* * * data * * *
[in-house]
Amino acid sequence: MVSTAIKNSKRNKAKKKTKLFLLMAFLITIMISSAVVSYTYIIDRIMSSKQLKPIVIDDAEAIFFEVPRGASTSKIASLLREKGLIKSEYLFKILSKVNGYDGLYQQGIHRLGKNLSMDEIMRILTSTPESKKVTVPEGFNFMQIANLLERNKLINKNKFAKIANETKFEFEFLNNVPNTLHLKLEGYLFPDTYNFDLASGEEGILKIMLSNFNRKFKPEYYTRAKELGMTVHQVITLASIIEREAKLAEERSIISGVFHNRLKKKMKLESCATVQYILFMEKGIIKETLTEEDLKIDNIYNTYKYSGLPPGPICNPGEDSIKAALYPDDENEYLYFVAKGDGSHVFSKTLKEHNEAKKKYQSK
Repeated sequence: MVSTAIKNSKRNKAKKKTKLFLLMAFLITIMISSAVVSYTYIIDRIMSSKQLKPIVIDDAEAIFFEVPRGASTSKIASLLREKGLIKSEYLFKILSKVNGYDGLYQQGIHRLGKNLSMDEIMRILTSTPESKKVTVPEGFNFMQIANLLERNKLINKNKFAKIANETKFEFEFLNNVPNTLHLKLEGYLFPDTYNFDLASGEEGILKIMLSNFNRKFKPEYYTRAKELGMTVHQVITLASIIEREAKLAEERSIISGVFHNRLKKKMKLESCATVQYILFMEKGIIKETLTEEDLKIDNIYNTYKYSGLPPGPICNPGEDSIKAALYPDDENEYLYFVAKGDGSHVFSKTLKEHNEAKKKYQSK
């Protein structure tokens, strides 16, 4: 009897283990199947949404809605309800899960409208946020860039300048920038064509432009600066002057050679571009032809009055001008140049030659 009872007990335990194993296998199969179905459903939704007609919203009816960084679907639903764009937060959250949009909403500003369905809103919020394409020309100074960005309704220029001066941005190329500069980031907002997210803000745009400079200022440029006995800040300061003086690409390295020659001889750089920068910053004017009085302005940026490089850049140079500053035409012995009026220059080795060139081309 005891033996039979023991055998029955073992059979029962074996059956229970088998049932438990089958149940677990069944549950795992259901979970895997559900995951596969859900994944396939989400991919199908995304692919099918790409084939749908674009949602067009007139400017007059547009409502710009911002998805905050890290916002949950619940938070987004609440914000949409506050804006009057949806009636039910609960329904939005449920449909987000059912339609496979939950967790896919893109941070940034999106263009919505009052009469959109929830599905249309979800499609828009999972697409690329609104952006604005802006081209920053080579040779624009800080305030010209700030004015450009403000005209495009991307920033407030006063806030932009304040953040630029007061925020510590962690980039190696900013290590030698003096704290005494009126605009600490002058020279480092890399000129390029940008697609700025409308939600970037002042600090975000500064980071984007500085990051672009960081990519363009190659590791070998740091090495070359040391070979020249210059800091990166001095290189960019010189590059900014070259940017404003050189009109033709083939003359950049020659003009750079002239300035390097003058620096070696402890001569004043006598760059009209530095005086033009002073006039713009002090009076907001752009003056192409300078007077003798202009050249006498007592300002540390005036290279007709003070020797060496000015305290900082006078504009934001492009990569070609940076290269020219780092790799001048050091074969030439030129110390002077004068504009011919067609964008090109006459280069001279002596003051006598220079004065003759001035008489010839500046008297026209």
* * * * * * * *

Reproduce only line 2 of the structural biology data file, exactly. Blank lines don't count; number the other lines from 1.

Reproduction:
Amino acid sequence: MVSTAIKNSKRNKAKKKTKLFLLMAFLITIMISSAVVSYTYIIDRIMSSKQLKPIVIDDAEAIFFEVPRGASTSKIASLLREKGLIKSEYLFKILSKVNGYDGLYQQGIHRLGKNLSMDEIMRILTSTPESKKVTVPEGFNFMQIANLLERNKLINKNKFAKIANETKFEFEFLNNVPNTLHLKLEGYLFPDTYNFDLASGEEGILKIMLSNFNRKFKPEYYTRAKELGMTVHQVITLASIIEREAKLAEERSIISGVFHNRLKKKMKLESCATVQYILFMEKGIIKETLTEEDLKIDNIYNTYKYSGLPPGPICNPGEDSIKAALYPDDENEYLYFVAKGDGSHVFSKTLKEHNEAKKKYQSK